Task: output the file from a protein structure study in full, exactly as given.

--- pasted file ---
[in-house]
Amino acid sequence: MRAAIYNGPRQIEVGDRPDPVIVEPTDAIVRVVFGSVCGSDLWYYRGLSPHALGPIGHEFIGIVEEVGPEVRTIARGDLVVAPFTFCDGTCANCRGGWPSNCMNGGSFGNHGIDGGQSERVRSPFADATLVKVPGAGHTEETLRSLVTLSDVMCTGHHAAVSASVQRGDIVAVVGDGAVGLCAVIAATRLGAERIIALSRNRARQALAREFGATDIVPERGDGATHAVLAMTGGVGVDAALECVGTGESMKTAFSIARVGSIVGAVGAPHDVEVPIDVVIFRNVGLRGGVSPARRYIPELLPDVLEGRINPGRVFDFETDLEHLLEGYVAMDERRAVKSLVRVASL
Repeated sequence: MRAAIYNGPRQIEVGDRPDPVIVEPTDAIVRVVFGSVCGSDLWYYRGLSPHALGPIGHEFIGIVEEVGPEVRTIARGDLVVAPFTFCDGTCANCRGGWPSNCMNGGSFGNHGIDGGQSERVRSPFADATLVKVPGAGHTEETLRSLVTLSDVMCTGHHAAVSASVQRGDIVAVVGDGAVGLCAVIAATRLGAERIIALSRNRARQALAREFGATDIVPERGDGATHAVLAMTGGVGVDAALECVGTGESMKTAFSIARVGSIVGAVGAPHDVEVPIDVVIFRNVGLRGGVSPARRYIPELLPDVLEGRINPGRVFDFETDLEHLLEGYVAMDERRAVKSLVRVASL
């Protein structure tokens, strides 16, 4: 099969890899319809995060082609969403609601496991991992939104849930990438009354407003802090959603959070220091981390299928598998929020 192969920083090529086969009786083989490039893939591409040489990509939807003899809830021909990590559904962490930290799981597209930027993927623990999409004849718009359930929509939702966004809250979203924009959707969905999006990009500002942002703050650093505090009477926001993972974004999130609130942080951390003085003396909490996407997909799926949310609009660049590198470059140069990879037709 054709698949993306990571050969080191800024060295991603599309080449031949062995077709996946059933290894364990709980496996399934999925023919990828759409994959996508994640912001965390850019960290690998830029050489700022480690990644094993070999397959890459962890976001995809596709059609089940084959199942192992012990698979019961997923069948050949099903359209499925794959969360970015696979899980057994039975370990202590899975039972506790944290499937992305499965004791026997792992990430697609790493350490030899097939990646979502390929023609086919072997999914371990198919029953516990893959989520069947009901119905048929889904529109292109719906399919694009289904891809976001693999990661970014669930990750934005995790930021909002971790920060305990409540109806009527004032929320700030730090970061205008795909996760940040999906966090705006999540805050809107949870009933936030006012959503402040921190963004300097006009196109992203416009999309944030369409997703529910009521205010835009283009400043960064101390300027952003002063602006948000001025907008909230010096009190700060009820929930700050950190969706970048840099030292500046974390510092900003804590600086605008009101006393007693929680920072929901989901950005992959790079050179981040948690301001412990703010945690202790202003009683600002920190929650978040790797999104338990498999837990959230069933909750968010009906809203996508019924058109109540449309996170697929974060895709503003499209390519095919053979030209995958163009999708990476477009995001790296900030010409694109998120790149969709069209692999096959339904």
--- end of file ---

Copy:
[in-house]
Amino acid sequence: MRAAIYNGPRQIEVGDRPDPVIVEPTDAIVRVVFGSVCGSDLWYYRGLSPHALGPIGHEFIGIVEEVGPEVRTIARGDLVVAPFTFCDGTCANCRGGWPSNCMNGGSFGNHGIDGGQSERVRSPFADATLVKVPGAGHTEETLRSLVTLSDVMCTGHHAAVSASVQRGDIVAVVGDGAVGLCAVIAATRLGAERIIALSRNRARQALAREFGATDIVPERGDGATHAVLAMTGGVGVDAALECVGTGESMKTAFSIARVGSIVGAVGAPHDVEVPIDVVIFRNVGLRGGVSPARRYIPELLPDVLEGRINPGRVFDFETDLEHLLEGYVAMDERRAVKSLVRVASL
Repeated sequence: MRAAIYNGPRQIEVGDRPDPVIVEPTDAIVRVVFGSVCGSDLWYYRGLSPHALGPIGHEFIGIVEEVGPEVRTIARGDLVVAPFTFCDGTCANCRGGWPSNCMNGGSFGNHGIDGGQSERVRSPFADATLVKVPGAGHTEETLRSLVTLSDVMCTGHHAAVSASVQRGDIVAVVGDGAVGLCAVIAATRLGAERIIALSRNRARQALAREFGATDIVPERGDGATHAVLAMTGGVGVDAALECVGTGESMKTAFSIARVGSIVGAVGAPHDVEVPIDVVIFRNVGLRGGVSPARRYIPELLPDVLEGRINPGRVFDFETDLEHLLEGYVAMDERRAVKSLVRVASL
């Protein structure tokens, strides 16, 4: 099969890899319809995060082609969403609601496991991992939104849930990438009354407003802090959603959070220091981390299928598998929020 192969920083090529086969009786083989490039893939591409040489990509939807003899809830021909990590559904962490930290799981597209930027993927623990999409004849718009359930929509939702966004809250979203924009959707969905999006990009500002942002703050650093505090009477926001993972974004999130609130942080951390003085003396909490996407997909799926949310609009660049590198470059140069990879037709 054709698949993306990571050969080191800024060295991603599309080449031949062995077709996946059933290894364990709980496996399934999925023919990828759409994959996508994640912001965390850019960290690998830029050489700022480690990644094993070999397959890459962890976001995809596709059609089940084959199942192992012990698979019961997923069948050949099903359209499925794959969360970015696979899980057994039975370990202590899975039972506790944290499937992305499965004791026997792992990430697609790493350490030899097939990646979502390929023609086919072997999914371990198919029953516990893959989520069947009901119905048929889904529109292109719906399919694009289904891809976001693999990661970014669930990750934005995790930021909002971790920060305990409540109806009527004032929320700030730090970061205008795909996760940040999906966090705006999540805050809107949870009933936030006012959503402040921190963004300097006009196109992203416009999309944030369409997703529910009521205010835009283009400043960064101390300027952003002063602006948000001025907008909230010096009190700060009820929930700050950190969706970048840099030292500046974390510092900003804590600086605008009101006393007693929680920072929901989901950005992959790079050179981040948690301001412990703010945690202790202003009683600002920190929650978040790797999104338990498999837990959230069933909750968010009906809203996508019924058109109540449309996170697929974060895709503003499209390519095919053979030209995958163009999708990476477009995001790296900030010409694109998120790149969709069209692999096959339904």